A review of the reported defects in the human C1 esterase inhibitor gene producing hereditary angioedema including four new mutations

Clin Immunol. 2001 Feb;98(2):157-63. doi: 10.1006/clim.2000.4947.


C1 esterase inhibitor (C1INH) is an important regulatory protein of the classical pathway of complement. Mutations in the gene for this protein cause the autosomal dominant disorder hereditary angioedema (HAE). Approximately 85% of patients with HAE have a Type I defect, characterized by a diminished level of antigenic and functional C1INH. Patients with Type II defects have sufficient protein, but one allele produces dysfunctional protein. We have sequenced the DNA from HAE patients and have discovered four previously unreported mutations. The first mutation is a splice site error at nucleotide 8721, which changes the 3' acceptor splice site AG to GG at the end of intron 5 at nucleotide 8721-8722. The second mutation is a single base insertion in exon 3 between nucleotides 2467 and 2468. The third mutation is a missense error present in the eighth exon of the C1INH; at nucleotide 16867 (amino acid 470), a T to A mutation transforms a Met to a Lys. The fourth mutation closely resembles the third mutation in that it is a missense error occurring in exon 8 in the distal hinge region; a T16827C substitution changes the Phe at amino acid 457 to Leu. This report compiles a list of 97 distinct defects in the C1INH gene that cause hereditary angioedema.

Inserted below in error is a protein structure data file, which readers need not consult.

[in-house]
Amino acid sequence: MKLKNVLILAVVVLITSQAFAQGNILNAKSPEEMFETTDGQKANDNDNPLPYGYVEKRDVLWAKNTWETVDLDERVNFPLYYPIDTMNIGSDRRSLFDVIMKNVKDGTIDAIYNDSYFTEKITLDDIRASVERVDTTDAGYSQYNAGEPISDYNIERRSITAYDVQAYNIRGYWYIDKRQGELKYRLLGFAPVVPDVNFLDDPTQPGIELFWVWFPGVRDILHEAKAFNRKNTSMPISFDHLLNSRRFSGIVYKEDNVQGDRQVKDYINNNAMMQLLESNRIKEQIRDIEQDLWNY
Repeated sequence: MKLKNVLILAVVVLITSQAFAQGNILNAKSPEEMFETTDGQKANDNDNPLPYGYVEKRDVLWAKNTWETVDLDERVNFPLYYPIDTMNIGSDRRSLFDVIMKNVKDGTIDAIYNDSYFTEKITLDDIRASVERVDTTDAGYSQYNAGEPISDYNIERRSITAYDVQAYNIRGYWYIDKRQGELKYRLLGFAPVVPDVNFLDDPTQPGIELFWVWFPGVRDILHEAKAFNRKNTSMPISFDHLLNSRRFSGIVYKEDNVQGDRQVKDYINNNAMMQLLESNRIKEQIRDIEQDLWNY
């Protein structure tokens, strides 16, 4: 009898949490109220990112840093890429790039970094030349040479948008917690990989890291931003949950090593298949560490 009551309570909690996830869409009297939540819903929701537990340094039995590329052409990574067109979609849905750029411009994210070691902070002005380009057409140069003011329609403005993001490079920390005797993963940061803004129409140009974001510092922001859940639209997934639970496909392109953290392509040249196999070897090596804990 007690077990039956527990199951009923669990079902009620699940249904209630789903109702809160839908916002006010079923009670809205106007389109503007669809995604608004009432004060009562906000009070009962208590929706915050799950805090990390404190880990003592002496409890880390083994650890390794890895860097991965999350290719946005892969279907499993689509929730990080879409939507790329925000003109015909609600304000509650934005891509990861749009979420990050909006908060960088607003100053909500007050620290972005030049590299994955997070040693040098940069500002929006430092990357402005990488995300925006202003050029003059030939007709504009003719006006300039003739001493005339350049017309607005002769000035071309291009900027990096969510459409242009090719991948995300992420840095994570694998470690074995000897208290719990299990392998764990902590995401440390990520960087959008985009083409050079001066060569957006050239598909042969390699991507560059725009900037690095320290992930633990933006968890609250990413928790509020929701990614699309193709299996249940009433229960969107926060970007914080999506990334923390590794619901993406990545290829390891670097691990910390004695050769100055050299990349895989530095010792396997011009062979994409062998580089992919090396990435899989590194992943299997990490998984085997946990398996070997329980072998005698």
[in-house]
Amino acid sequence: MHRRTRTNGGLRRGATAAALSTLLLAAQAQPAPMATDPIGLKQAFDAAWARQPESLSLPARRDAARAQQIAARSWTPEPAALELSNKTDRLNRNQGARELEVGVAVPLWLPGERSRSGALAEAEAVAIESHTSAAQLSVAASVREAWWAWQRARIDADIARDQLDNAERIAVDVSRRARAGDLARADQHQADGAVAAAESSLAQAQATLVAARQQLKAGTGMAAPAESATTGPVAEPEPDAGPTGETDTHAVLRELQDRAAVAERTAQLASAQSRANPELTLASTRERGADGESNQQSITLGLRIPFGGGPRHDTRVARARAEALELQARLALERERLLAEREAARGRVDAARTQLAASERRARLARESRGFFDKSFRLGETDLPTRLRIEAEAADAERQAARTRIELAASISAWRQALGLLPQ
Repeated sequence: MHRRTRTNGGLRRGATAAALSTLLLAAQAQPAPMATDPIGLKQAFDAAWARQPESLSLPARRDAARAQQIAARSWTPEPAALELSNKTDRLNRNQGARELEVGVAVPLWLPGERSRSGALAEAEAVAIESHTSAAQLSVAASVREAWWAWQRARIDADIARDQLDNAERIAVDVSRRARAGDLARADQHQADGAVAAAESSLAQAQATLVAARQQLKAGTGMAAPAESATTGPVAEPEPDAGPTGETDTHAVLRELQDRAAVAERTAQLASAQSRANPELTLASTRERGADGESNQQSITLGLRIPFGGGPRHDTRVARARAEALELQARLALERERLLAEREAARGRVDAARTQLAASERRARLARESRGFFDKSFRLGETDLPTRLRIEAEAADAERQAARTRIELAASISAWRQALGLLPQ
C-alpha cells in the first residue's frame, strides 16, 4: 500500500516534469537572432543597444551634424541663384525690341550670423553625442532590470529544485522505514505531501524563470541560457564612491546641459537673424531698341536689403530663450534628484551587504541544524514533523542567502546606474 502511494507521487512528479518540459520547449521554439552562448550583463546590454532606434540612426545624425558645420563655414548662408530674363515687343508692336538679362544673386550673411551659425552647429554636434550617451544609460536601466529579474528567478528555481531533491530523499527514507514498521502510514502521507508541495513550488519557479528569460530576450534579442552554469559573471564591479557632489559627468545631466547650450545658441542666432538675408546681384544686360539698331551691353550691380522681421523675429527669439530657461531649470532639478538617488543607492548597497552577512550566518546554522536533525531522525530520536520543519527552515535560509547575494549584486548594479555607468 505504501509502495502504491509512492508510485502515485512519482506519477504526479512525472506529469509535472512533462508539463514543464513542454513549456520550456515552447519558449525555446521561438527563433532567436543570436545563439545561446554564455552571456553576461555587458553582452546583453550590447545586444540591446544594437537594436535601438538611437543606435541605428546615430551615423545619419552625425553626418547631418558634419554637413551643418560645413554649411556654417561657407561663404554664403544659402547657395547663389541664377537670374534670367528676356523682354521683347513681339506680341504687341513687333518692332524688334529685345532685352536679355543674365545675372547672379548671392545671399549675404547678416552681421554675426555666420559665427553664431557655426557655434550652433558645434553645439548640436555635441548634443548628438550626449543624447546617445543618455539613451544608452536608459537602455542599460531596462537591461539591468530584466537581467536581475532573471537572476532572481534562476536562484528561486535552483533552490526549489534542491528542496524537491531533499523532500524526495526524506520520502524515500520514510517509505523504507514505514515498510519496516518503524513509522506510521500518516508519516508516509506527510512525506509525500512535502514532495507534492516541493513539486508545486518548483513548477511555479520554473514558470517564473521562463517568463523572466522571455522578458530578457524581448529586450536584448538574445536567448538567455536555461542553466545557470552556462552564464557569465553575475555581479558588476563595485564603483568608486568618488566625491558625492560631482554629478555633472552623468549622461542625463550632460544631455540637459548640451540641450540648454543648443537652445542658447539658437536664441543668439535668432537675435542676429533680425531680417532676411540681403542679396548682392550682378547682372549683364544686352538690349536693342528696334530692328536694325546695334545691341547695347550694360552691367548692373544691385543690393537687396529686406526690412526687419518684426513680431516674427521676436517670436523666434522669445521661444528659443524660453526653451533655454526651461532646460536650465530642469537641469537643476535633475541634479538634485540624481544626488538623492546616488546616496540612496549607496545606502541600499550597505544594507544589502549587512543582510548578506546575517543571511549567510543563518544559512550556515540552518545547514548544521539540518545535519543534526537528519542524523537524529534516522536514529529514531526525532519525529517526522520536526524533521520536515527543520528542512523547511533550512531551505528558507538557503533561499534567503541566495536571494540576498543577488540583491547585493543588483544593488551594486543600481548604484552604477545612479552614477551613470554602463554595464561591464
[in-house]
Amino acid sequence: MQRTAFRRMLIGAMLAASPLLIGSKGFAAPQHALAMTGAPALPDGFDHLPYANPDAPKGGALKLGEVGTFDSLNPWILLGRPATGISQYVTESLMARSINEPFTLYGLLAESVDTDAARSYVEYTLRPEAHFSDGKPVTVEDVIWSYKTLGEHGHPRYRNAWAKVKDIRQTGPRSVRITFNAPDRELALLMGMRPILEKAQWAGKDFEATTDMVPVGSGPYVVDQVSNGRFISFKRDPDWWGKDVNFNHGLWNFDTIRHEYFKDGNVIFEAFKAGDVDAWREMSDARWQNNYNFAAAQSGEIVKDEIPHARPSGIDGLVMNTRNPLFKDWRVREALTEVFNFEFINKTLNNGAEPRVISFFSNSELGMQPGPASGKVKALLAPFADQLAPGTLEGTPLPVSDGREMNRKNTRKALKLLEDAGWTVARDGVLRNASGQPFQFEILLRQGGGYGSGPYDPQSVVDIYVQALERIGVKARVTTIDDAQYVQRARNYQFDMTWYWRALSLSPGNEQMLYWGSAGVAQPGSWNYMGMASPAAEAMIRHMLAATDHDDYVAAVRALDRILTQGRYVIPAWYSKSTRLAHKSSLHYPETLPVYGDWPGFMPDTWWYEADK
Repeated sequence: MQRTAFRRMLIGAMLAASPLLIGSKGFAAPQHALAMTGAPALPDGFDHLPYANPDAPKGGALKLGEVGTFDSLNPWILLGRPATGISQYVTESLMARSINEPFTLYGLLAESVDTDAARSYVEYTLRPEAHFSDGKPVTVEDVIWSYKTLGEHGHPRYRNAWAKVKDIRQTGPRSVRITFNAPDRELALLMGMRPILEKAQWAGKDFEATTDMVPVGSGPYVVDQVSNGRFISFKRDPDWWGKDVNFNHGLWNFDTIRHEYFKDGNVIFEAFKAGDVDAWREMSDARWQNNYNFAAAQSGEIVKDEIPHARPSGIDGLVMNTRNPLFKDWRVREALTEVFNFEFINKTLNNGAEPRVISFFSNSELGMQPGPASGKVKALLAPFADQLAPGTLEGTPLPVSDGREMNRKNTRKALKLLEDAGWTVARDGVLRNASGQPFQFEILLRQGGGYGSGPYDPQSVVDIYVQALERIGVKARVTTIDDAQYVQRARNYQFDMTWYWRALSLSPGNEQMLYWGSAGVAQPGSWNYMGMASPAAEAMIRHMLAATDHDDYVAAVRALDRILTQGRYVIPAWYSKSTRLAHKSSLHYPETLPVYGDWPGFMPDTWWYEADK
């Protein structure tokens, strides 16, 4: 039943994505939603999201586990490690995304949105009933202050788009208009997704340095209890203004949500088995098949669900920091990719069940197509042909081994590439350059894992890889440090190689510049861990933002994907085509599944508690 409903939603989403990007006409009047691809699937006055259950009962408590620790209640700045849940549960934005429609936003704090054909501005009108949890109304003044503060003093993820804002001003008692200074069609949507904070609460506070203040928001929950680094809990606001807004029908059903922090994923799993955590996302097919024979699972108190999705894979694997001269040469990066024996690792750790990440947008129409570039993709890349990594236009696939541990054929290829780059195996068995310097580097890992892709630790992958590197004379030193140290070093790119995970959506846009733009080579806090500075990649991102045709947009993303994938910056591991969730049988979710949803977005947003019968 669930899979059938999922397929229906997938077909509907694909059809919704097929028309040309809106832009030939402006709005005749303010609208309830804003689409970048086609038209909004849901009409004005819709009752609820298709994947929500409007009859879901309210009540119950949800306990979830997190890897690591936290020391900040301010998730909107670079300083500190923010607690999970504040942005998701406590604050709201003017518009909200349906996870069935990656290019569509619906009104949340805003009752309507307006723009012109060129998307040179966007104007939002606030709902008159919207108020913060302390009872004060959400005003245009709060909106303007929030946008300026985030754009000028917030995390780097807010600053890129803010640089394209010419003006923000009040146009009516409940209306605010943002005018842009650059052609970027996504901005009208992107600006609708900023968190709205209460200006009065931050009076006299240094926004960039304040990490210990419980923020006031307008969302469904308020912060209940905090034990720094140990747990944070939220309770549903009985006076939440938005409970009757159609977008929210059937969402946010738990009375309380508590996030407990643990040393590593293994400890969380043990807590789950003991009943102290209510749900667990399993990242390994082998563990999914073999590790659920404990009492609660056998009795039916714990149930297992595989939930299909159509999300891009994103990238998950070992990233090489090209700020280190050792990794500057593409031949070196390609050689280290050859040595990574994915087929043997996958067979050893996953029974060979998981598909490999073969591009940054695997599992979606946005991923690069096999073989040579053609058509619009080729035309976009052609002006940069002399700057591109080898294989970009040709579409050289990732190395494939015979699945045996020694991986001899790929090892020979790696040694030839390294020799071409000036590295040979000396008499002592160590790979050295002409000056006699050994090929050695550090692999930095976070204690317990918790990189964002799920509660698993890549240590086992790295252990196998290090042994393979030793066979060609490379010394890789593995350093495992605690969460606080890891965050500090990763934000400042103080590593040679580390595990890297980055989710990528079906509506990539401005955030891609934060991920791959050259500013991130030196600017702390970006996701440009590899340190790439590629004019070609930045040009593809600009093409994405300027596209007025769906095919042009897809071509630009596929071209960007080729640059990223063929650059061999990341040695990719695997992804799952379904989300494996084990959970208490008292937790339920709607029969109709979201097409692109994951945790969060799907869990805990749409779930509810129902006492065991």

Publication types

  • Research Support, U.S. Gov't, P.H.S.
  • Review

MeSH terms

  • Amino Acid Substitution
  • Angioedema / classification
  • Angioedema / genetics*
  • Complement C1 Inactivator Proteins / deficiency*
  • Complement C1 Inactivator Proteins / genetics
  • DNA Mutational Analysis
  • Exons / genetics
  • Humans
  • Introns / genetics
  • Mutagenesis, Insertional
  • Mutation*
  • Mutation, Missense
  • Point Mutation
  • RNA Splicing / genetics


  • Complement C1 Inactivator Proteins